The best programs have a flat fee or return the miles complimentary on request. Most, however, use a sliding scale that can make it very expensive to restore large balances. Think carefully about how much you value those miles and what you might use them for before spending several hundred dollars to get them back. Finally, a few programs don’t offer any opportunity to restore lost miles. This post at least describes a few ways that their life can be extended if you act before they expire in the first place.
When Do Airline Miles Expire?
Marco Polo Club
Delta Air Lines
*after last qualifying flight
American Airlines (AAdvantage)
Miles earned with American AAdvantage will expire after 18 months without any account activity in your AAdvantage account. If they expired on or after December 2002 (which applies to most people reading this post), then they are eligible for reactivation. American Airlines charges between $200 and $600 depending on how many miles you’d like to restore.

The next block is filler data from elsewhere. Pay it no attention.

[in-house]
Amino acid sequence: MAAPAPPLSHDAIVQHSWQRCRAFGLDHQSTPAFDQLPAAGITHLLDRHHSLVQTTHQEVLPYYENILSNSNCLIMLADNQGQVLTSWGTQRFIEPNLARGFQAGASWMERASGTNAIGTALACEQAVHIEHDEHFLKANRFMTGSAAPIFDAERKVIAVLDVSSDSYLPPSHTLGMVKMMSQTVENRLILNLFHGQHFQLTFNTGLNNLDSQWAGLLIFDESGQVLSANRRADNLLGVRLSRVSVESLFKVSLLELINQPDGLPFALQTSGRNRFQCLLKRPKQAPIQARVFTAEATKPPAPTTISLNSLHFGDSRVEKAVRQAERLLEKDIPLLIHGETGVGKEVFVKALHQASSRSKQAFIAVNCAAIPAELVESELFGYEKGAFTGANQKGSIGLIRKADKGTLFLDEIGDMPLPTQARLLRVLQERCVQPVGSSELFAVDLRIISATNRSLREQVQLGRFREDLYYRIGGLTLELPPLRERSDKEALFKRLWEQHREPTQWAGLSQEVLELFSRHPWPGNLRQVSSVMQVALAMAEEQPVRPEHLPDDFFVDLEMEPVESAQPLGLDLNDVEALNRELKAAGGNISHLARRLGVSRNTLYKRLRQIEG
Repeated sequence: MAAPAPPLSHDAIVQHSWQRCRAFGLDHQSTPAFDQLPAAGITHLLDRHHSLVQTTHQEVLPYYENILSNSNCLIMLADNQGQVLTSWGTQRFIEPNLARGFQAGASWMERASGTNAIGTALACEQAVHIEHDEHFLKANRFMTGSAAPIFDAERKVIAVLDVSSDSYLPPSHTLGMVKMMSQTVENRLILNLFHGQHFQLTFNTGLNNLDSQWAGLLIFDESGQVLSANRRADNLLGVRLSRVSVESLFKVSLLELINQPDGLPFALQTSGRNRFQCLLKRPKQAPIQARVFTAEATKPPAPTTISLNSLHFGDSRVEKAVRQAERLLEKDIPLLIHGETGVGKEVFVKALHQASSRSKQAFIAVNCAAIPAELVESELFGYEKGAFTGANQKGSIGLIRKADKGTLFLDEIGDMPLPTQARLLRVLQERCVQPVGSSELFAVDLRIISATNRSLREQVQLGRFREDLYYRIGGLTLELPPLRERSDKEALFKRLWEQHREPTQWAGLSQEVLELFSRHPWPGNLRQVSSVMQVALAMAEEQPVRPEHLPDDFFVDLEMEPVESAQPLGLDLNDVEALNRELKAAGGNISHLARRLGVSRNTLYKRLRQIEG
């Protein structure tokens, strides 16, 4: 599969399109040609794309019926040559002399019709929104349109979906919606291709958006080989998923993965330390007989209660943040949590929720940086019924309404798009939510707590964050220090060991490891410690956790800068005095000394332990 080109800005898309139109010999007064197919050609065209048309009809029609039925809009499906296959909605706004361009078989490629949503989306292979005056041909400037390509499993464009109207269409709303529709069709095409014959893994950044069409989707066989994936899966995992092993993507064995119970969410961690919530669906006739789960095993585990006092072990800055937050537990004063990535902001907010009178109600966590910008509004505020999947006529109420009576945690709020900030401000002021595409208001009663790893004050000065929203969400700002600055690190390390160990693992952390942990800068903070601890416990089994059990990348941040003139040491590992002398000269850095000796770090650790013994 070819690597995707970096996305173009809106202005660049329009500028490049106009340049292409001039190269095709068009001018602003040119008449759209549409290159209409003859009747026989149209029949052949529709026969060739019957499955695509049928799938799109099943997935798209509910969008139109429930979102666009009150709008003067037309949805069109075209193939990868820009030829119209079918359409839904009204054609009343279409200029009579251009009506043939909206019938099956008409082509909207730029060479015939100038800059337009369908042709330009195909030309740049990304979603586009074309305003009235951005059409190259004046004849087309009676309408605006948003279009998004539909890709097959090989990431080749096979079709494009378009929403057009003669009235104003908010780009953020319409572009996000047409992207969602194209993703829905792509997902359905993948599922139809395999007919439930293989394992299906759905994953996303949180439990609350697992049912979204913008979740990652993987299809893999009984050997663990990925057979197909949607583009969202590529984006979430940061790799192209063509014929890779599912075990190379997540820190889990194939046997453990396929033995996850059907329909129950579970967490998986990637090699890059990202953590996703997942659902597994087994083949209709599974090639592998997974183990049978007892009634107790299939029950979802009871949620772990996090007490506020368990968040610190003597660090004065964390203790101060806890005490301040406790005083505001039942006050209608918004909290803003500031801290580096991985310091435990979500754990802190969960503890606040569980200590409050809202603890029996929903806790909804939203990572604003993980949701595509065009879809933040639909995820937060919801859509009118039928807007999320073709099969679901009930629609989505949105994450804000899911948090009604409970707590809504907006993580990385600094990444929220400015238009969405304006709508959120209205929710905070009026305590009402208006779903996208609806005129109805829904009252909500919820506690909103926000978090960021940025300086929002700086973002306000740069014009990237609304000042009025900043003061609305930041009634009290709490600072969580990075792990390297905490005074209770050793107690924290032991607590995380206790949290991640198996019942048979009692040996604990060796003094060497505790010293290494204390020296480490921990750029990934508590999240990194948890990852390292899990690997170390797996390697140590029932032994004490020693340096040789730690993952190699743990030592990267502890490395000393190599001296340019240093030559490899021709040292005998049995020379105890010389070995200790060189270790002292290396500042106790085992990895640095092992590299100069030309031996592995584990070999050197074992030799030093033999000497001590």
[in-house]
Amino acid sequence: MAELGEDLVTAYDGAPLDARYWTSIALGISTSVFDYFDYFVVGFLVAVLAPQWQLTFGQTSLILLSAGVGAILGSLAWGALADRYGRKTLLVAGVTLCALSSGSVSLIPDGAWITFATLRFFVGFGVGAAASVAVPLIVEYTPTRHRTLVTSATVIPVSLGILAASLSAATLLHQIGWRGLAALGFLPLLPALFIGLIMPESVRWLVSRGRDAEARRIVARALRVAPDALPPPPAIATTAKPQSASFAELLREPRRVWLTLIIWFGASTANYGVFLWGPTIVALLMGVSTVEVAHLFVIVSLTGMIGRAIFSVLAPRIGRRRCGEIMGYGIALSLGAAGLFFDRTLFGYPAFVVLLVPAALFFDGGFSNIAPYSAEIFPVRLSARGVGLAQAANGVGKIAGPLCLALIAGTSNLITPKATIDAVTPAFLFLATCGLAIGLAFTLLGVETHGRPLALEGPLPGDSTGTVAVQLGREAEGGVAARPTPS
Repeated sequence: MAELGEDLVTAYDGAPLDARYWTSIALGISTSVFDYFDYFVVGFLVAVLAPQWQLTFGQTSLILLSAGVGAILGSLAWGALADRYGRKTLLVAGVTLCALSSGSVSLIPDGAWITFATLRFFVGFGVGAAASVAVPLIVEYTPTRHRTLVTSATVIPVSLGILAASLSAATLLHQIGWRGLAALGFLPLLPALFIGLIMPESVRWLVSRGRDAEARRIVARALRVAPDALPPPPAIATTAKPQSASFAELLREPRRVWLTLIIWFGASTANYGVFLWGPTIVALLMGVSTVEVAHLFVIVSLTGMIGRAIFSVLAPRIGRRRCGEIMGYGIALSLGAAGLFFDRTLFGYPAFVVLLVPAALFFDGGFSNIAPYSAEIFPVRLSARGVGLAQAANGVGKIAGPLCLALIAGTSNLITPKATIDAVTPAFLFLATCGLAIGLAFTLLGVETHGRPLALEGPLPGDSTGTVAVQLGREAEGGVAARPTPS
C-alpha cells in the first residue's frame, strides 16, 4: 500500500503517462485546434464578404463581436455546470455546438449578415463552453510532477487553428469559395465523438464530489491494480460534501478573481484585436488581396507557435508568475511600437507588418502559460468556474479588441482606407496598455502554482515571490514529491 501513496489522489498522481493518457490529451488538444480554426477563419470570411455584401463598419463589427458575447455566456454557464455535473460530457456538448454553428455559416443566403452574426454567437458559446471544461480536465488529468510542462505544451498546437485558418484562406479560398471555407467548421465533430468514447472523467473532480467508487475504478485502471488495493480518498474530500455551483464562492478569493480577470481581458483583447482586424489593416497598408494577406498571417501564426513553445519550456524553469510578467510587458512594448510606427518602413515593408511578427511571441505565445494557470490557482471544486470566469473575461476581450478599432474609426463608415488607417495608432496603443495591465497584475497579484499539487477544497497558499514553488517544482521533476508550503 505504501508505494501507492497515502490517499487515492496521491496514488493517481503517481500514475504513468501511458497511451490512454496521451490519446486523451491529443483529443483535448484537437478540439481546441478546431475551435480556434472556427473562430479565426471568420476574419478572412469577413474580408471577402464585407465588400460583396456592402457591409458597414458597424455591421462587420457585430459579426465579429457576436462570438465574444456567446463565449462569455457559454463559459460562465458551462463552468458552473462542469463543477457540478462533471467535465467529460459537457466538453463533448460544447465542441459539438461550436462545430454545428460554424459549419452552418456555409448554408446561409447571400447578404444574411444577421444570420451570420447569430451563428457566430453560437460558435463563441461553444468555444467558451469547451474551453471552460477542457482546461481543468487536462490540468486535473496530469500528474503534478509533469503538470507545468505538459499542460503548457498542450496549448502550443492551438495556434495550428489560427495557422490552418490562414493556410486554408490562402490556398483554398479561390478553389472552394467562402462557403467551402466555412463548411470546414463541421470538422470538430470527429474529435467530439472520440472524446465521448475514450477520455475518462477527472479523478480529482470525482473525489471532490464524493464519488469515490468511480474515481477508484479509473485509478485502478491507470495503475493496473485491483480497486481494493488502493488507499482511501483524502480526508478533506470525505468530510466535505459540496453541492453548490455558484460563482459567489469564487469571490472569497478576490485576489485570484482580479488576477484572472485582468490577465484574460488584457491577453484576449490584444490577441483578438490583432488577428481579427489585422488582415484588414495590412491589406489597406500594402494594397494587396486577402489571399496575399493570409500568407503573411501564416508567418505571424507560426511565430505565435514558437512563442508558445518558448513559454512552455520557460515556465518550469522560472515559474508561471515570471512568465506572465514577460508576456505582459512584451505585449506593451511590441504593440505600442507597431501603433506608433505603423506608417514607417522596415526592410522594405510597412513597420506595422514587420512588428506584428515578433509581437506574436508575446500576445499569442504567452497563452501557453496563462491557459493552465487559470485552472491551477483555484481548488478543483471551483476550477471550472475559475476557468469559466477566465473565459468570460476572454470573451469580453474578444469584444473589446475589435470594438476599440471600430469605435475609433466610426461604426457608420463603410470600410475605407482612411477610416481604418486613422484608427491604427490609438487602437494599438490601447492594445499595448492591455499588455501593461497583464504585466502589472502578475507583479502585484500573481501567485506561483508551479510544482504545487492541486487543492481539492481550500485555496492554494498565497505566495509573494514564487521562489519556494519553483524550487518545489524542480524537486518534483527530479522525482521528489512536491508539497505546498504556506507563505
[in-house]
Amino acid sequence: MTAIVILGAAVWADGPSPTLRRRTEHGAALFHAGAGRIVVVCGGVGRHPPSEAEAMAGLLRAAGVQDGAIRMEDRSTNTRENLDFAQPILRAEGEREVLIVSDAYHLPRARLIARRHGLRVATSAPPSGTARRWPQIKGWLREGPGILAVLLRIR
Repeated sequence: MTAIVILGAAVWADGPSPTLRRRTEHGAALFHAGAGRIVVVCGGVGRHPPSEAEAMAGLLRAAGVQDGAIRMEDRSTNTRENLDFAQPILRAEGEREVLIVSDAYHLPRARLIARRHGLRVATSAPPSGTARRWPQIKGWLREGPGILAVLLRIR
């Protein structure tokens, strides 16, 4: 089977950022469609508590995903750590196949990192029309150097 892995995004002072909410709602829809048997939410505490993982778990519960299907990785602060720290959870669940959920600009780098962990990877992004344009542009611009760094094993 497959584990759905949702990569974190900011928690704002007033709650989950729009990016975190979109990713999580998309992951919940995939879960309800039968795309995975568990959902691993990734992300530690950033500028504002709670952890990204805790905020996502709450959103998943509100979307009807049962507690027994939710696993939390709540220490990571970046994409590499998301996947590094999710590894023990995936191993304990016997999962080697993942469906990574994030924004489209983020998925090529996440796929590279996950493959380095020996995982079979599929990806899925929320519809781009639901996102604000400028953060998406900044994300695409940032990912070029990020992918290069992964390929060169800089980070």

$200 to restore 1-50,000 miles
$400 to restore 50,001-75,000 miles
$600 to restore more than 75,000 miles
United Airlines (MileagePlus)
Unlike American Airlines, United places a time limit on how quickly you must act to recover any lost miles. They can only be restored within 18 months after they expire. Fees are also much higher than with American Airlines if you wish to reinstate a very small number or a very large number of miles. Most travelers will only find it worthwhile to restore 50,000 miles or more — otherwise, just pay for the ticket with cash.
$50 to restore 1-5,000 miles
$200 to restore 25,001-30,000 miles
$400 to restore 50,001-75,000 miles
$600 to restore 100,001-125,000 miles
$1,200 to restore 200,001-250,000 miles
$2,500 to restore more than 500,000 miles
There are other intermediate price points not listed above, but you can view all of them by reading the complete terms and conditions. If you decide to proceed, log into the United website through this dedicated page.
Alaska Airlines (Mileage Plan)